Beyerdynamic DT 700 Pro X Review
Today, we’re going to be taking a look at the Beyerdynamic DT 700 Pro X. As a frugal audio engineer, my reference headphones at home happen to be the Beyerdynamic DT 770 Pro, something of a little brother to the DT 700. Beyerdynamic is well known for creating some of the flattest, most analytical headphones on the market. They have built their brand around precision and fidelity, making them a common go-to company for audiophiles and audio engineers alike. At $259, these headphones are neither cheap nor terribly expensive, and are likely attainable by the everyday bedroom producer who wishes to mix with enhanced clarity and attention to detail. While perfectly familiar with Beyerdynamic, this will be my first time trying out the DT 700 Pro X. Without further ado, let’s jump into it.
What’s In The Box?
-Beyerdynamic 700 Pro X Headphones
-1.8 meter headphone cable with 1/8th inch jack & 1/4th inch adaptor
– 3 meter headphone cable with 1/8th inch jack & 1/4th inch adaptor
-Pro X Headphones Instructions
-Pro X Guide for Headphones and Microphones
-Pro X Stickers
Look and Feel
These headphones look simple and serious, which seems fitting for the no-nonsense reputation of Beyerdynamic. They don’t necessarily feel great to wear around my neck when I take them off, but again, details like these are not the focus for headphones like these: the thoughtful details become apparent when they’re actually on your head.
The DT 700 Pro X has an exceptionally comfortable fit. While they fit rather snugly, the lamb-ear softness of the ear pads off-set any potential discomfort. The firm fit accompanied by the velour padding and closed-back design creates a particularly isolated listening environment.
The headband is composed of a semi malleable high quality plastic. Cushy padding is on the side of the band that rests on the head and is enclosed by a smooth leather-like material. The extendable legs that connect the cans to the headband are made of a durable, subtley tesxtured metal that swivels ever so slightly. The overall build feels strong and built to last a long time.
While I can see myself wearing these for hours at a time, the velour padding on the cans seem fairly heat retentive and a listener may want to give their ears a breather after a long listening session.
With an impedance of 48 ohms, these may be a bit quiet when connected to a phone, and you may find yourself raising the volume a bit more than you’re used to on your laptop. These really shine with just a bit of extra amplification.
Of note are the Stellar .45 dynamic drivers that these come equipped with, which are composed of a neodymium magnet, a three layer diaphragm, and a lightweight copper clad voice coil; the voice coil is designed to increase speed and responsiveness in order to heighten the realistic experience of the DT 700 Pro X.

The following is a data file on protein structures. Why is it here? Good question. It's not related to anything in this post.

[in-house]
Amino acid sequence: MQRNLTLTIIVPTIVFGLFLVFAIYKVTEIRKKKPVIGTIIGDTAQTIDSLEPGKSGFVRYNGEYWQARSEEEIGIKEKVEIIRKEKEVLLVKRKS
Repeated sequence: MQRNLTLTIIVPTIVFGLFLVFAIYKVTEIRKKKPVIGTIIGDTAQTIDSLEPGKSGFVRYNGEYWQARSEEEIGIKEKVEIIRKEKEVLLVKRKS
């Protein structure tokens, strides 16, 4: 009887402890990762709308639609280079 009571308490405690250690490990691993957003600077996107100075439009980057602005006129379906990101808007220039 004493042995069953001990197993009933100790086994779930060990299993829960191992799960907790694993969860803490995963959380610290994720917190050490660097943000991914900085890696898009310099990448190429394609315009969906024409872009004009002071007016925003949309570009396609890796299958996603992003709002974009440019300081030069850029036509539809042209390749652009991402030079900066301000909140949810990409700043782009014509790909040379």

Lastly, the cables that come with the headphones are detachable, which is a relief in the event of wear and tear.
-Sensitivity: 100 dB SPL (1mW/500Hz
-Frequency Range: 5 Hz – 40 kHz
-Impedance: 48 Ohms
All I can say is that of course the imaging and staging is spot on accurate to just about every mix that passes through these. This is consistently what just about any Beyerdynamic headphone is all about, and why they are a known and respected name in music studios. The beauty of these is precisely in their minimal coloration and cut and dry accuracy. Every frequency sits pretty right where a song’s mix engineer intended. The speakers rest a considerable distance from my ears; every touch of panning becomes extra noticeable while remaining accurate.
This is where I noticed the biggest difference between the DT 700 Pro X and the DT 770’s that I use on a daily basis. Whether it’s due to the extra isolation on the 700 Pro X or something special in the driver, the bass feels somewhat thicker on these while still maintaining accuracy and avoiding masking. Again, these are analytical headphones, thus the lows will reveal themselves without knocking your head off. Sub bass will only be present if it’s really there in a track’s mix.
The lower end focus on these carries into the mids as well, but in a subtle sense. Though coloration is kept at a minimum, I do find these to have a somewhat warm timbre. Distorted guitars, for example, are represented with a smooth thickness, as are the bodies of kick drums. The mid-mids and high-mids are expressed with very tasteful neutrality and excellent clarity.
Clarity carries well into the highs- but perhaps not all the way into the highs. When listening to “Cranked” by Panda Bear, a track featuring a nearly imperceptibly high frequency, I was surprised by how quietly it came through, especially when compared to how it sounds on my 770’s. Don’t get me wrong: cymbals sound very crisp, sibilance is reproduced beautifully, but those tippy-top high’s (that admittedly are usually not in the forefront of a mix) came through sounding just a tad quiet. I find this rather reasonable, however, as I get the impression that the engineers were shooting for warmth more than air when creating these.
They’ve done it again: the Beyerdynamic DT 700 Pro X puts accuracy first with its fast and flat response and tastefully wide soundstage. While flat headphones may be considered an acquired taste for those who aren’t working on mixes, I actually find the qualities on these to be quite accessible to an everyday listener who just wants a good honest listen with a touch of warmth and a comfortable fit. $259 seems like the perfect price for these relative to the quality you’ll be getting. Whether you’re monitoring, recording, or just want to hear your music as it was intended to sound like, these are a great choice at a fair price.